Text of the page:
In pictures: going where no Audi has gone before
A farmer in England received quite the shock when he discovered an abandoned Audi A4 in his field on Sunday morning.

A farmer recovered a crashed Audi A4 from his field on Sunday morning after it had been crashed and abandoned overnight.

Bedfordshire police tweeted photos of the vehicle being recovered from the field using a teleporter. They said the field had contained livestock and that damage had been caused as a result of the crash.

It has been speculated that the car was stolen. Enquiries are ongoing to trace the driver.

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Round bales targeted by vandals

BSE case identified in Poland
Polish authorities have notified an atypical case of BSE in the west of the country.

The first case of BSE in Poland since 2013 was found in an herd of 50 cattle at the end of January in Mirsk near the Czech border, the World Organisation for Animal Health (OIE) has revealed.

According to the report filed by Poland's ministry of agriculture, a suspected case detected in an animal on 24 January was confirmed one week later by the National Veterinary Research Institute.

The animal was killed and disposed of. As with most atypical cases, the cause of infection was unknown.

Negligible risk status

"This event does not have any influence on official BSE risk status recognition of Poland," the OIE commented.

"For the purposes of official BSE risk status recognition, BSE excludes 'atypical BSE' as a condition believed to occur spontaneously in all cattle populations at a very low rate."

Poland enjoys negligible BSE risk status, the lowest risk level under OIE rules. Ireland has controlled risk status.

Leading beef exporter

Poland is one of the EU's leading beef exporters, largely from its dairy herd. In the crucial UK market, Polish beef is the third largest volume supplier with nearly 16,000t shipped over the first 11 months of last year, behind the Netherlands (18,000t) and Ireland (190,000t).

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EU auditors in Poland to inspect meat plants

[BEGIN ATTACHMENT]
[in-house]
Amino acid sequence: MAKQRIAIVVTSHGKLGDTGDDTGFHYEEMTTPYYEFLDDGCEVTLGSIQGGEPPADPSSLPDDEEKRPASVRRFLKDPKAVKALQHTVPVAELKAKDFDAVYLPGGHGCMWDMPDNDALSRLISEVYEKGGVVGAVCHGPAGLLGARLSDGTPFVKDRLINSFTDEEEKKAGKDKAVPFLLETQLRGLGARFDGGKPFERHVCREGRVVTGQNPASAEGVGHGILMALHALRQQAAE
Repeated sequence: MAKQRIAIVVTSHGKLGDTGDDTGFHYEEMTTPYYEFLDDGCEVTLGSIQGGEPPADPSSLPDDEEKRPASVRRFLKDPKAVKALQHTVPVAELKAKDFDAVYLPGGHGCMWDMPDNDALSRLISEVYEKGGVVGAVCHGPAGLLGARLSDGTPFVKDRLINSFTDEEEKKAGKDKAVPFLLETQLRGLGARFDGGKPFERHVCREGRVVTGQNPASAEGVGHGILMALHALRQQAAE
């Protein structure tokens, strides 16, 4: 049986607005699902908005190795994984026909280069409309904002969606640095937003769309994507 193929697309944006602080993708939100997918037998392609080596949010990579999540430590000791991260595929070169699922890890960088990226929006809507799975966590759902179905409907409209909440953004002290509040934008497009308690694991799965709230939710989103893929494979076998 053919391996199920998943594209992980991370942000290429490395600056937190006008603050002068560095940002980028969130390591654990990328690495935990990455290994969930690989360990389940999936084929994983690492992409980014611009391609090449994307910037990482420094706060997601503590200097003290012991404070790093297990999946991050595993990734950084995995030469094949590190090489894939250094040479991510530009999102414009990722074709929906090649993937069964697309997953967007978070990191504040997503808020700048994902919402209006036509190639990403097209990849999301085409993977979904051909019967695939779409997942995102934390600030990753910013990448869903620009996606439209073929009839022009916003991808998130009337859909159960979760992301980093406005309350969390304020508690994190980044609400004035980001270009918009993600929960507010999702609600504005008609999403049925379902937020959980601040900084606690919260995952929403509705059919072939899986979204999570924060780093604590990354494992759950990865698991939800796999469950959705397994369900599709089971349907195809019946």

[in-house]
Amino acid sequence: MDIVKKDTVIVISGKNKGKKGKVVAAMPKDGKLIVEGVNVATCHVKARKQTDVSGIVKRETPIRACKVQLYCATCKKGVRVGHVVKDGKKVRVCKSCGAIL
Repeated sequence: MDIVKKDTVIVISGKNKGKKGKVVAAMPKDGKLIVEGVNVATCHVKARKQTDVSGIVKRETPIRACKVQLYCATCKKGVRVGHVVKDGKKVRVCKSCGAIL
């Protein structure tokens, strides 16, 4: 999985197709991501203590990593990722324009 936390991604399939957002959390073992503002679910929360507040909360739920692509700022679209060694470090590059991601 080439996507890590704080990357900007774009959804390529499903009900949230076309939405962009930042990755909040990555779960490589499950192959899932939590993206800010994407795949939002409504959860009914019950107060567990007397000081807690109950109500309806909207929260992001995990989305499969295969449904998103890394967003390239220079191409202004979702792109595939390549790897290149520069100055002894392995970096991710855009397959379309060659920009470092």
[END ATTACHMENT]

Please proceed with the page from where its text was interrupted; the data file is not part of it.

Polish authorities insist withdrawn meat was safe

Fonterra's John Wilson dies
The former chair of New Zealand's largest dairy co-op has passed away.

One of the world's most prominent dairy farmers, New Zealander John Wilson, died this Monday aged 54.

He was chair of Fonterra, the largest global dairy exporter, from 2012 until his resignation over poor health last July.

From his farm in the Waikato region and a second dairy business he co-owned in South Canterbury, Wilson represented farmers at various levels in Fonterra, including during its foundation through the amalgamation of several co-ops in 2001. As chair, he oversaw expansion and international joint venture developments, followed by the crisis of the 2015-2016 global milk price crash.

Until his death, he was listed as chair of Fonterra's governance development committee, which has been working on farm succession.

'Solutions, not problems'

In a message to members, his successor as Fonterra chair John Monaghan said that Wilson was survived by his wife Belinda and four daughters.

"He always looked ahead and focused on finding a way through tough times that would protect Fonterra's farmers, share-milkers and their families," Monaghan said. "Bringing farmers solutions, not problems, was always his mindset."

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Dairy markets: New Zealand set to produce record milk volumes

Lessons for Ireland from New Zealand

France begins €50m Brexit border upgrade
The French government has announced the start of a construction programme to host border checks after a no-deal Brexit.

Agencies managing ports and airports connecting France to the UK will "launch without delay the necessary works to make border controls operational on 30 March," French Prime Minister Edouard Philippe announced this Thursday.

This includes temporary buildings and parking areas representing a €50m investment.

Emergency legislation is also being prepared to maintain traffic through the Channel tunnel

The French government is also launching the recruitment and training of 580 customs and veterinary officers to be deployed to the "most-affected regions" including ports along France's north-western coast.

Emergency legislation is also being prepared to maintain traffic through the Channel tunnel and offer temporary residency arrangements to British citizens in France.

French ports and the tunnel handle traffic to and from the UK as well as much of the agri-food and other trade between Ireland and mainland Europe, whether through direct shipping route or via the so-called UK landbridge with lorries transiting through Britain.